"This same piece we're talking about now on County Park and Rock Ridge was part of the plan," Bange said.
Bange showed a map taken from the app known as Strava which tracks where people run or ride using GPS. Bange said the map indicated high bicycle usage on Route NN and Pea Ridge in the western part of the county and in other areas such as Wardsville and Wade roads.
Bange then showed a map with crash statistics for the County Park/Rock Ridge area from 2006-18. In that time, he said, they found no crashes involving bicycles or pedestrians.
"Studies have shown that if you increase the number of bicyclists on a road, the road becomes safer, both for cyclists and motorists," Bange said. "If I realize there's bicyclists on the road, then I'm paying more attention to what is going on on the road."
Some board members expressed concerns the signs might encourage bicyclists to use county roads that aren't designed to be bicycle friendly, although they agreed bicyclists are using the roads now and have the right to be on them.
Other board members said adding the signs was just a logical progression for the JC Loop and the signs should be added. Others said adding the signs was a safety matter.
"It is not a request for additional bicycle facilities," Jefferson City resident Karl Straub wrote in a letter to the board. "Signs that make motorists and other road users aware of the possibility that a bicycle may be taking the lane have shown to improve safety."
After voting on the bicycle loop signing, the board heard a brief presentation from county public works officials regarding a request from some citizens for safety-related signing for bicycles throughout the county.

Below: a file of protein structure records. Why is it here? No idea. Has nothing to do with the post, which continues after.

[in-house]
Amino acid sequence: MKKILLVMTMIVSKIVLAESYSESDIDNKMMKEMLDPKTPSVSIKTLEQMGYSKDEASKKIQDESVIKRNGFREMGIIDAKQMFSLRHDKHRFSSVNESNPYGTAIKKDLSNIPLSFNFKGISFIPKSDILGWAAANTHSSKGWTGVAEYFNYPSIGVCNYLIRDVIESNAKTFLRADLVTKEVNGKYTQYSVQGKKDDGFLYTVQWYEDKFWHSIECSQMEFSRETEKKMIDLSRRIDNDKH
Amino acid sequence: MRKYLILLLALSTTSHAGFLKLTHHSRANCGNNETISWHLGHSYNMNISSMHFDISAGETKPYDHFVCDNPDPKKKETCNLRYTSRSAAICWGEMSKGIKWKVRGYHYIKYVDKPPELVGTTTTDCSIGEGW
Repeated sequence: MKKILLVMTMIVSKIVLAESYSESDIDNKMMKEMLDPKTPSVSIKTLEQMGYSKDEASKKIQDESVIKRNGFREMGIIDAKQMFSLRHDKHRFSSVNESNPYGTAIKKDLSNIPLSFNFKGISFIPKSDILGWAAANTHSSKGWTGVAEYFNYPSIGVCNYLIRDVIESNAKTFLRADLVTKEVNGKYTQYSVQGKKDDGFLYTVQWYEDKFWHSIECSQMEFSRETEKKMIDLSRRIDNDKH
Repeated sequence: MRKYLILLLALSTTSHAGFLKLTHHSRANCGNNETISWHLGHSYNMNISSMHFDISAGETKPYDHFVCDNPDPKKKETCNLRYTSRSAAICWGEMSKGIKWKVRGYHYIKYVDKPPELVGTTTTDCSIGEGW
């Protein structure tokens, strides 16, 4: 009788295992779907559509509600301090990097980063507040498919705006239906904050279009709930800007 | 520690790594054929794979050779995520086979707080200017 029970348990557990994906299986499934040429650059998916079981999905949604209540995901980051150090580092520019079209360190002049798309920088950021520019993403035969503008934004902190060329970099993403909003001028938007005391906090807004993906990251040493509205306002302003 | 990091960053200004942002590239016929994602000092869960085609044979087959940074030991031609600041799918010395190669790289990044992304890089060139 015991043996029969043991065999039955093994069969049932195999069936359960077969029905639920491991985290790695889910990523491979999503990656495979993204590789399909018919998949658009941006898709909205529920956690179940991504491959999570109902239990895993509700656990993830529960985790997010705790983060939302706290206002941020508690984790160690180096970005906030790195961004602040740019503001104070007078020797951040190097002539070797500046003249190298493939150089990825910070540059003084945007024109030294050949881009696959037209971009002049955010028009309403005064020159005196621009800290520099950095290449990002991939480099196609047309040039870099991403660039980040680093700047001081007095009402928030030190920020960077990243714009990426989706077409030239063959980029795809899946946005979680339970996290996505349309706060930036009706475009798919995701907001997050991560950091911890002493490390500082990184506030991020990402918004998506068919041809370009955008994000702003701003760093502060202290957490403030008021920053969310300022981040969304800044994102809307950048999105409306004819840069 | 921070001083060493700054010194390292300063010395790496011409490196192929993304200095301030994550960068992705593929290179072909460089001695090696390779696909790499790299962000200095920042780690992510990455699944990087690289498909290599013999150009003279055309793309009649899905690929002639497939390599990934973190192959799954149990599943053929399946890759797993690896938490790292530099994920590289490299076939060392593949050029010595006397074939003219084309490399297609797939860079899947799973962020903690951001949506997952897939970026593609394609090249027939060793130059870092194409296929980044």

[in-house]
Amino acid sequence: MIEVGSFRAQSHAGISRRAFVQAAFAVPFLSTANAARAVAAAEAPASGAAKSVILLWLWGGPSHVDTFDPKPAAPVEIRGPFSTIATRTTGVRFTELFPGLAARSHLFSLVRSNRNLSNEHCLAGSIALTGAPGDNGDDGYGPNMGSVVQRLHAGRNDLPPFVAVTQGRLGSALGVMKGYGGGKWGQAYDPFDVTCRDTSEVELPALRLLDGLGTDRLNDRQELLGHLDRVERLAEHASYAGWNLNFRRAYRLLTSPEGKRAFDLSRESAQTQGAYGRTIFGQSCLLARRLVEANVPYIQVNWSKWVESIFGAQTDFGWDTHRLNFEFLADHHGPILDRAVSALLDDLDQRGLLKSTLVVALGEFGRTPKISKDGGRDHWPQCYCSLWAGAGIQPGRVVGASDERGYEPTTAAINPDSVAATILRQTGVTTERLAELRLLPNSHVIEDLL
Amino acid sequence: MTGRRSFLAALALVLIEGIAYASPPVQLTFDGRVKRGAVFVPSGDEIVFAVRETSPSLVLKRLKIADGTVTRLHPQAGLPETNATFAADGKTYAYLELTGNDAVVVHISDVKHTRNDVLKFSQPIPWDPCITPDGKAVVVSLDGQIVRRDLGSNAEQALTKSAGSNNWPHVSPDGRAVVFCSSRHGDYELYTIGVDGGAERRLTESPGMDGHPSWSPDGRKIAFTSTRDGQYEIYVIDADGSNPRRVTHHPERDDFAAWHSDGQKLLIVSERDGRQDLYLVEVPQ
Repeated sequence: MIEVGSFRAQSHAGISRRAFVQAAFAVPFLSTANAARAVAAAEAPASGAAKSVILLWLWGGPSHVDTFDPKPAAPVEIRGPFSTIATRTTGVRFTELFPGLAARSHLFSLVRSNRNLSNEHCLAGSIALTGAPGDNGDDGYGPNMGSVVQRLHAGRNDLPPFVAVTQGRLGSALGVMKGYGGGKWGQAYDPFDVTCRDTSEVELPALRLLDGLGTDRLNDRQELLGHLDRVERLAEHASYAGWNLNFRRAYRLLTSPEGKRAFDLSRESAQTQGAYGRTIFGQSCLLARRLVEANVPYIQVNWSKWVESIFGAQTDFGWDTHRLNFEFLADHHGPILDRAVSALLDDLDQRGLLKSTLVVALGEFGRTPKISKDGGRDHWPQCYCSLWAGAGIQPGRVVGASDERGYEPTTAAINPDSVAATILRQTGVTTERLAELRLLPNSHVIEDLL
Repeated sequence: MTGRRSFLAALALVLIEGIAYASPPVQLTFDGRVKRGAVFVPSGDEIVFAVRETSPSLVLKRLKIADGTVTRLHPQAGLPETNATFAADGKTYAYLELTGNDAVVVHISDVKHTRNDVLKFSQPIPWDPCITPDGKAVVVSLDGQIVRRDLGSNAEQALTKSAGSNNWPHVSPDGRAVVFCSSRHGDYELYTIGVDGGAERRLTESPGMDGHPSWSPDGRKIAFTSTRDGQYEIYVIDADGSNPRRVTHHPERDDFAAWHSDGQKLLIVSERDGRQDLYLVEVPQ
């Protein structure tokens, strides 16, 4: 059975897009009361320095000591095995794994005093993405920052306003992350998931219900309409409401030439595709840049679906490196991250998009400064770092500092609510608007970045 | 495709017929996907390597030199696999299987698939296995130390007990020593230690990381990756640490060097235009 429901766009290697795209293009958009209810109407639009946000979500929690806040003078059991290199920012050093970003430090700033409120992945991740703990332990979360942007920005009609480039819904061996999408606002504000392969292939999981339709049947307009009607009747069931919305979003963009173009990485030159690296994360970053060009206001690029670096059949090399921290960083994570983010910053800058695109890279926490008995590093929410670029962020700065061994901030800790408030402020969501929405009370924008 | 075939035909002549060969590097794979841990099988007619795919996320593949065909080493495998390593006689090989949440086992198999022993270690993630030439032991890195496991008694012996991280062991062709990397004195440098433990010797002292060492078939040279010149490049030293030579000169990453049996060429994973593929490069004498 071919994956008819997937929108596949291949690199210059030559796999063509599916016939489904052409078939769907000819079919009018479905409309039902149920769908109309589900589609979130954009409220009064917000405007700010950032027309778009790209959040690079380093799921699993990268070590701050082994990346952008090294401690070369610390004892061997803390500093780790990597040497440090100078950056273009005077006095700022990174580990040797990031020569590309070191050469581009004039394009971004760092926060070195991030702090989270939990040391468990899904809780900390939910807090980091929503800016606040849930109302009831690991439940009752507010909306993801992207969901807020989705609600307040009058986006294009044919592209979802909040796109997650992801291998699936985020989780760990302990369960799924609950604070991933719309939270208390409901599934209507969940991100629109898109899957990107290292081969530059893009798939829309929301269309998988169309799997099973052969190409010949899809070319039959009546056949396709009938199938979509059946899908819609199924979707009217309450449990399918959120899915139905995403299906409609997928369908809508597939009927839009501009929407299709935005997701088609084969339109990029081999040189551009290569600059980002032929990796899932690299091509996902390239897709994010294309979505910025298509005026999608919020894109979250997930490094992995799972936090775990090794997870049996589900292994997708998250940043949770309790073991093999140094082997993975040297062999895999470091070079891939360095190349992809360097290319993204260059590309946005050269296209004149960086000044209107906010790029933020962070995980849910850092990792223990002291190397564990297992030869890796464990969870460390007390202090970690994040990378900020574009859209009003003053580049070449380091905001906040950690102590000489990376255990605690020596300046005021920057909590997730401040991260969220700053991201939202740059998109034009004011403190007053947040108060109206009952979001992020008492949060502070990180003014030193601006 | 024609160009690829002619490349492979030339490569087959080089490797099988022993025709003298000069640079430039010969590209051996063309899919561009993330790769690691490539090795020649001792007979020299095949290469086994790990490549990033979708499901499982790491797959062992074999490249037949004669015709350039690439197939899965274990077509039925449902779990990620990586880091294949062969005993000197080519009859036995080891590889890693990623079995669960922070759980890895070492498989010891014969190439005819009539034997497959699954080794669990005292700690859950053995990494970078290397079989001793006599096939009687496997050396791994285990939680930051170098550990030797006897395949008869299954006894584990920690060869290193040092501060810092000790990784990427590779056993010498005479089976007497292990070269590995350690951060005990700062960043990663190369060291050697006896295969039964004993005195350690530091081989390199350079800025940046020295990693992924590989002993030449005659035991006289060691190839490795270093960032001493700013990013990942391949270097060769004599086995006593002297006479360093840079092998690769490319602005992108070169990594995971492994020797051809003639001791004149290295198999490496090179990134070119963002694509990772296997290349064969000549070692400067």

"We specifically request signs to improve safety on those roadways where a significant volume of bicyclists or other vulnerable road users operate in shared lanes," Cole County resident Stoney Cranmer wrote.
Public works staff said the county does not have a specific plan for how to handle bicycles on county roads, and they already have to deal with repairing or replacing traffic signs in the county with a limited staff. For these reasons, they recommended this request be tabled so further study could be done and the board members agreed.
One other point bicycle supporters brought up was that having cyclists traveling through your community equals economic power. They noted many communities have wanted to find ways to connect with the Katy Trail, knowing how many people use the trail.
Next week, the County Commission is scheduled to have a presentation from officials from Missouri State Parks about the Rock Island Trail and its development to become just like the Katy Trail.
There already have been talks about how to connect the Katy and Rock Island trails with a trailhead being looked at in the Eugene area. Bushman said he sees this as a separate matter from the bicycle signage issue and would fully support the Rock Island efforts, knowing of the economic impact it could have for the county.